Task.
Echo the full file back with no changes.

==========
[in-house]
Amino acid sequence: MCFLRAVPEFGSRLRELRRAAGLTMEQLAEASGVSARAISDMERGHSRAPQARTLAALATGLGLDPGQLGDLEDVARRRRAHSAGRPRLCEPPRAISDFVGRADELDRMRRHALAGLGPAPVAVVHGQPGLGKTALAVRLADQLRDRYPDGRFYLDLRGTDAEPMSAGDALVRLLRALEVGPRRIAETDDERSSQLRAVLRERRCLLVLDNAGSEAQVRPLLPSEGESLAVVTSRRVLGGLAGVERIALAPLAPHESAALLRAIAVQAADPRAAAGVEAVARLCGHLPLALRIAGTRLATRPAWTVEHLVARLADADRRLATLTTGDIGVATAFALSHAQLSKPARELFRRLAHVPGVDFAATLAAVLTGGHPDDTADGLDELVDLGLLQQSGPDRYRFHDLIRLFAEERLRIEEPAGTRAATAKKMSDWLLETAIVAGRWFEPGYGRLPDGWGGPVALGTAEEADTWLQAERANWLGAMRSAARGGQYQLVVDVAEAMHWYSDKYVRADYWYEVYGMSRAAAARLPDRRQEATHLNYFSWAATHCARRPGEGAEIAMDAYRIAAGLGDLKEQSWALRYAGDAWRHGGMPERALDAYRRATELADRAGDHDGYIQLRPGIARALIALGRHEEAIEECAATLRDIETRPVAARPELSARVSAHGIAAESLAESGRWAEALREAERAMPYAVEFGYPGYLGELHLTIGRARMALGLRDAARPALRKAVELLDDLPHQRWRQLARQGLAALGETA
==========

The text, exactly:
[in-house]
Amino acid sequence: MCFLRAVPEFGSRLRELRRAAGLTMEQLAEASGVSARAISDMERGHSRAPQARTLAALATGLGLDPGQLGDLEDVARRRRAHSAGRPRLCEPPRAISDFVGRADELDRMRRHALAGLGPAPVAVVHGQPGLGKTALAVRLADQLRDRYPDGRFYLDLRGTDAEPMSAGDALVRLLRALEVGPRRIAETDDERSSQLRAVLRERRCLLVLDNAGSEAQVRPLLPSEGESLAVVTSRRVLGGLAGVERIALAPLAPHESAALLRAIAVQAADPRAAAGVEAVARLCGHLPLALRIAGTRLATRPAWTVEHLVARLADADRRLATLTTGDIGVATAFALSHAQLSKPARELFRRLAHVPGVDFAATLAAVLTGGHPDDTADGLDELVDLGLLQQSGPDRYRFHDLIRLFAEERLRIEEPAGTRAATAKKMSDWLLETAIVAGRWFEPGYGRLPDGWGGPVALGTAEEADTWLQAERANWLGAMRSAARGGQYQLVVDVAEAMHWYSDKYVRADYWYEVYGMSRAAAARLPDRRQEATHLNYFSWAATHCARRPGEGAEIAMDAYRIAAGLGDLKEQSWALRYAGDAWRHGGMPERALDAYRRATELADRAGDHDGYIQLRPGIARALIALGRHEEAIEECAATLRDIETRPVAARPELSARVSAHGIAAESLAESGRWAEALREAERAMPYAVEFGYPGYLGELHLTIGRARMALGLRDAARPALRKAVELLDDLPHQRWRQLARQGLAALGETA